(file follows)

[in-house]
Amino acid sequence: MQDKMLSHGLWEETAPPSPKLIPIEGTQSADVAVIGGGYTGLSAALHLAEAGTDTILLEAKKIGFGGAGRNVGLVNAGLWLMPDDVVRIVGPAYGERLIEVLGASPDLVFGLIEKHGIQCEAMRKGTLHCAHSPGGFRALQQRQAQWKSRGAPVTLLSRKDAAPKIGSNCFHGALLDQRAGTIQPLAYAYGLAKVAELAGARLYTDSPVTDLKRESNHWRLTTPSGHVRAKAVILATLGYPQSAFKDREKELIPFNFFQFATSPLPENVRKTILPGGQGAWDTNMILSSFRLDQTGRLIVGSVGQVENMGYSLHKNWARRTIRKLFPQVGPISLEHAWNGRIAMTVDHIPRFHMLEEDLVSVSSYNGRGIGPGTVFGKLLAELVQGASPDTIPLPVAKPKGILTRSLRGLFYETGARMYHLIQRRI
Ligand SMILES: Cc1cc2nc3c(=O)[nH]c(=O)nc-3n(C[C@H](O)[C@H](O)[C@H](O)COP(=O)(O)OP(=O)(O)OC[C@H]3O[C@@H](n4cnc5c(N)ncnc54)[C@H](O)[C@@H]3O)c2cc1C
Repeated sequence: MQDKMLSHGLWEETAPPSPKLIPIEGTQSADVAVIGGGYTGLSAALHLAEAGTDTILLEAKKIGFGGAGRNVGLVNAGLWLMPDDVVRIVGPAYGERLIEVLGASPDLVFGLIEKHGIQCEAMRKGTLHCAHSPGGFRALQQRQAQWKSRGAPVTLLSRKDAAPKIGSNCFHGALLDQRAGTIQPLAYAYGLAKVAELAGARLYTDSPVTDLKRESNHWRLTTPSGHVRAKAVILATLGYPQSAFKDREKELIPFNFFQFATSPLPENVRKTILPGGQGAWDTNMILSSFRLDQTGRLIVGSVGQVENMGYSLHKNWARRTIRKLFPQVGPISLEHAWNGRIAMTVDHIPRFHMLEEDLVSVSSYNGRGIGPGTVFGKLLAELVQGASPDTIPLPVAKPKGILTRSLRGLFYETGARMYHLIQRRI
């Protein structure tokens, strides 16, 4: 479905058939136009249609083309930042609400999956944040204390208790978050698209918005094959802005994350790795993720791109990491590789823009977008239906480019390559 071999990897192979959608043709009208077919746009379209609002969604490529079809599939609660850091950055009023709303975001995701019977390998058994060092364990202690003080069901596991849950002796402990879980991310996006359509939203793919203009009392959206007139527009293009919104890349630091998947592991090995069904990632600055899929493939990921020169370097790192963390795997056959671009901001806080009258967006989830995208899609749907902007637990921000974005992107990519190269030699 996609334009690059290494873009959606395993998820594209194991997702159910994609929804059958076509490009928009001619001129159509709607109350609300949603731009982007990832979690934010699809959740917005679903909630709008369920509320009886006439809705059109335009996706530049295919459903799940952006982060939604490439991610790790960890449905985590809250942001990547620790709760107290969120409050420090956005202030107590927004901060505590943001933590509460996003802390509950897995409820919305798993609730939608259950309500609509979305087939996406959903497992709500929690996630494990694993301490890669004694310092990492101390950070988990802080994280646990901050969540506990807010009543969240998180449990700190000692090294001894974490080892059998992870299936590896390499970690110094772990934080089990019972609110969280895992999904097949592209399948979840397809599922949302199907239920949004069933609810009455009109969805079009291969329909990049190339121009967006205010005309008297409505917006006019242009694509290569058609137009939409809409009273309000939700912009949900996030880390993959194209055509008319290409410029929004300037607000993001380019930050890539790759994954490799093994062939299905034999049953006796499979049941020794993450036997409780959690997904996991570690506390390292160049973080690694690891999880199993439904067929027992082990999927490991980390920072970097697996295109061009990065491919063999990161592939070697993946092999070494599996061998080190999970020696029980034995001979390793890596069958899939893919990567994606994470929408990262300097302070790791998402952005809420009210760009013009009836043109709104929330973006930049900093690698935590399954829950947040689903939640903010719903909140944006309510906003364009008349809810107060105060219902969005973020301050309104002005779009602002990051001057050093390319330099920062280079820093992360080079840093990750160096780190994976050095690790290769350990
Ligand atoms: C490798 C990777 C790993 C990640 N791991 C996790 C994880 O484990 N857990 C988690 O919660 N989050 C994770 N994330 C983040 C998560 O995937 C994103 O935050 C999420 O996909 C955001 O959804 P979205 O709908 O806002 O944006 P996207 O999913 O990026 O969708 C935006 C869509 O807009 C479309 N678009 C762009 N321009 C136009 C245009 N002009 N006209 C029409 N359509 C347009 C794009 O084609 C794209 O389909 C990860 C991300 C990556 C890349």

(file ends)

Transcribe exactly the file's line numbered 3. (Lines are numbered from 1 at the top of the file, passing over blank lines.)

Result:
Ligand SMILES: Cc1cc2nc3c(=O)[nH]c(=O)nc-3n(C[C@H](O)[C@H](O)[C@H](O)COP(=O)(O)OP(=O)(O)OC[C@H]3O[C@@H](n4cnc5c(N)ncnc54)[C@H](O)[C@@H]3O)c2cc1C